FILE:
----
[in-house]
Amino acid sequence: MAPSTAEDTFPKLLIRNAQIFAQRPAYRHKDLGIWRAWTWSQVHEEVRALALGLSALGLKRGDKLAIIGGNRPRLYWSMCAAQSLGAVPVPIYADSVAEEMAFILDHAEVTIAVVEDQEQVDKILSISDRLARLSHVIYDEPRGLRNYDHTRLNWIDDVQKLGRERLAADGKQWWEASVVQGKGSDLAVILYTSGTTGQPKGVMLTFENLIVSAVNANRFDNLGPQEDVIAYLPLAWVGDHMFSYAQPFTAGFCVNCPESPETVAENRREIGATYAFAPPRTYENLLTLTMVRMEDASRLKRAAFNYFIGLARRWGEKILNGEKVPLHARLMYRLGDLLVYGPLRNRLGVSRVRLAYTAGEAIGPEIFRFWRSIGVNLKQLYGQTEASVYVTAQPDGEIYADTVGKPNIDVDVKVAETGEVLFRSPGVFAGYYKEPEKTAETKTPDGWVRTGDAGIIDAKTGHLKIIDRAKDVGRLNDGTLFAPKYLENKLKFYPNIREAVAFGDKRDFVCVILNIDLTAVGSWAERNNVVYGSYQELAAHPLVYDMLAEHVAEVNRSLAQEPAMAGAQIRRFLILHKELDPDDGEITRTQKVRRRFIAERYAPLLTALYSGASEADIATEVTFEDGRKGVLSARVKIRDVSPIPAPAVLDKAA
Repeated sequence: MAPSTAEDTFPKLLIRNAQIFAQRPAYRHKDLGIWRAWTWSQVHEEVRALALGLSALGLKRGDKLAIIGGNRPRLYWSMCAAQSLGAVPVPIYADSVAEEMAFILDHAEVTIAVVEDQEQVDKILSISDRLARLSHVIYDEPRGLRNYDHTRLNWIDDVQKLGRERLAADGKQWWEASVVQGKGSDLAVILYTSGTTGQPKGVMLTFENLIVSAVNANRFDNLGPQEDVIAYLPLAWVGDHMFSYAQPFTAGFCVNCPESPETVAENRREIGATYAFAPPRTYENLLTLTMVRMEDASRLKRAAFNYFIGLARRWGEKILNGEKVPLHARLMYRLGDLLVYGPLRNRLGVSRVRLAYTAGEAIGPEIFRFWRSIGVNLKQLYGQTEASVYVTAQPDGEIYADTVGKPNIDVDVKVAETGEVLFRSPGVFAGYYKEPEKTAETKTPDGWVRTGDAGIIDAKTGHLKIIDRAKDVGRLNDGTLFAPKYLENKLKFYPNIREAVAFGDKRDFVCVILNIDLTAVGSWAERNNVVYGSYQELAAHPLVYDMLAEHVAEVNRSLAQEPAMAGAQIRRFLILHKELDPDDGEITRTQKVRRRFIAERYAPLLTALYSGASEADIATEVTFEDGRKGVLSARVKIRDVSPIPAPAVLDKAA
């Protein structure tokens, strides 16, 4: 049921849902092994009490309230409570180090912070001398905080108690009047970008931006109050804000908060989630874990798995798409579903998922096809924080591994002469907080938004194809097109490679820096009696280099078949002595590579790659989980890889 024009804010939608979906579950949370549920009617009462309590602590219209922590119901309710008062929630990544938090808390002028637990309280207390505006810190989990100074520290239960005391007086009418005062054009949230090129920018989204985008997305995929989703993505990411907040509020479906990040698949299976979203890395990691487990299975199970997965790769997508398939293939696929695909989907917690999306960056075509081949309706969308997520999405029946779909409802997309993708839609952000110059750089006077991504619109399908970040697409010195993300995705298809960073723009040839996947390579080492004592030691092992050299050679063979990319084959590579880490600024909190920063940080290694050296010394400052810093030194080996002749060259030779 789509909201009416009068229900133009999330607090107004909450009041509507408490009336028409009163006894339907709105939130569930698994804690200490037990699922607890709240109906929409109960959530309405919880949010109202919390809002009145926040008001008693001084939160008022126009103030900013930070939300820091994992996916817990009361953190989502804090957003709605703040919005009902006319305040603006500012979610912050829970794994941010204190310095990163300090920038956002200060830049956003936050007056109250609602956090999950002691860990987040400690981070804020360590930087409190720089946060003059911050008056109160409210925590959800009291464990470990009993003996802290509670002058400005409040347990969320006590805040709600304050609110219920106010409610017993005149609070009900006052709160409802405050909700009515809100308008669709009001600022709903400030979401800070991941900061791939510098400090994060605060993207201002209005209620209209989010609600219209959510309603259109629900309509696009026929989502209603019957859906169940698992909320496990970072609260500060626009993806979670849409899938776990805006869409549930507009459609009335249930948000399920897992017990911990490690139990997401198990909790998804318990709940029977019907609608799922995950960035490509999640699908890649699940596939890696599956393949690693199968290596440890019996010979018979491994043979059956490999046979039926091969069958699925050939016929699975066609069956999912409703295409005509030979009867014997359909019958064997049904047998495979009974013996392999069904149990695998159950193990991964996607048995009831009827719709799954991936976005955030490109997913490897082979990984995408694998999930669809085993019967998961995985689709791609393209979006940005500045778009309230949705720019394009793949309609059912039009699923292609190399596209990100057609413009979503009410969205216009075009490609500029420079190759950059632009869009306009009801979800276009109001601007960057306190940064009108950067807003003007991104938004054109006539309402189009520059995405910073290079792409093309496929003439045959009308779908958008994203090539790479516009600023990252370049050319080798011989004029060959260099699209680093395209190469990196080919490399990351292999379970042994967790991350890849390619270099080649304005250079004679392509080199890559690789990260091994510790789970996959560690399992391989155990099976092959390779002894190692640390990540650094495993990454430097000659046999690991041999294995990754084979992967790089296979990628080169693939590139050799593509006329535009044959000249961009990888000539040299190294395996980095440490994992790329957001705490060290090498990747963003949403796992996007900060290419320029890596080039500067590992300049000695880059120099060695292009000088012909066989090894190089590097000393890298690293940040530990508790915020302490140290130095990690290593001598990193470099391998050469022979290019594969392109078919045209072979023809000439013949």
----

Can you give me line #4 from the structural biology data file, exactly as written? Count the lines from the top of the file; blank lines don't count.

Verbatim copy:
């Protein structure tokens, strides 16, 4: 049921849902092994009490309230409570180090912070001398905080108690009047970008931006109050804000908060989630874990798995798409579903998922096809924080591994002469907080938004194809097109490679820096009696280099078949002595590579790659989980890889 024009804010939608979906579950949370549920009617009462309590602590219209922590119901309710008062929630990544938090808390002028637990309280207390505006810190989990100074520290239960005391007086009418005062054009949230090129920018989204985008997305995929989703993505990411907040509020479906990040698949299976979203890395990691487990299975199970997965790769997508398939293939696929695909989907917690999306960056075509081949309706969308997520999405029946779909409802997309993708839609952000110059750089006077991504619109399908970040697409010195993300995705298809960073723009040839996947390579080492004592030691092992050299050679063979990319084959590579880490600024909190920063940080290694050296010394400052810093030194080996002749060259030779 789509909201009416009068229900133009999330607090107004909450009041509507408490009336028409009163006894339907709105939130569930698994804690200490037990699922607890709240109906929409109960959530309405919880949010109202919390809002009145926040008001008693001084939160008022126009103030900013930070939300820091994992996916817990009361953190989502804090957003709605703040919005009902006319305040603006500012979610912050829970794994941010204190310095990163300090920038956002200060830049956003936050007056109250609602956090999950002691860990987040400690981070804020360590930087409190720089946060003059911050008056109160409210925590959800009291464990470990009993003996802290509670002058400005409040347990969320006590805040709600304050609110219920106010409610017993005149609070009900006052709160409802405050909700009515809100308008669709009001600022709903400030979401800070991941900061791939510098400090994060605060993207201002209005209620209209989010609600219209959510309603259109629900309509696009026929989502209603019957859906169940698992909320496990970072609260500060626009993806979670849409899938776990805006869409549930507009459609009335249930948000399920897992017990911990490690139990997401198990909790998804318990709940029977019907609608799922995950960035490509999640699908890649699940596939890696599956393949690693199968290596440890019996010979018979491994043979059956490999046979039926091969069958699925050939016929699975066609069956999912409703295409005509030979009867014997359909019958064997049904047998495979009974013996392999069904149990695998159950193990991964996607048995009831009827719709799954991936976005955030490109997913490897082979990984995408694998999930669809085993019967998961995985689709791609393209979006940005500045778009309230949705720019394009793949309609059912039009699923292609190399596209990100057609413009979503009410969205216009075009490609500029420079190759950059632009869009306009009801979800276009109001601007960057306190940064009108950067807003003007991104938004054109006539309402189009520059995405910073290079792409093309496929003439045959009308779908958008994203090539790479516009600023990252370049050319080798011989004029060959260099699209680093395209190469990196080919490399990351292999379970042994967790991350890849390619270099080649304005250079004679392509080199890559690789990260091994510790789970996959560690399992391989155990099976092959390779002894190692640390990540650094495993990454430097000659046999690991041999294995990754084979992967790089296979990628080169693939590139050799593509006329535009044959000249961009990888000539040299190294395996980095440490994992790329957001705490060290090498990747963003949403796992996007900060290419320029890596080039500067590992300049000695880059120099060695292009000088012909066989090894190089590097000393890298690293940040530990508790915020302490140290130095990690290593001598990193470099391998050469022979290019594969392109078919045209072979023809000439013949």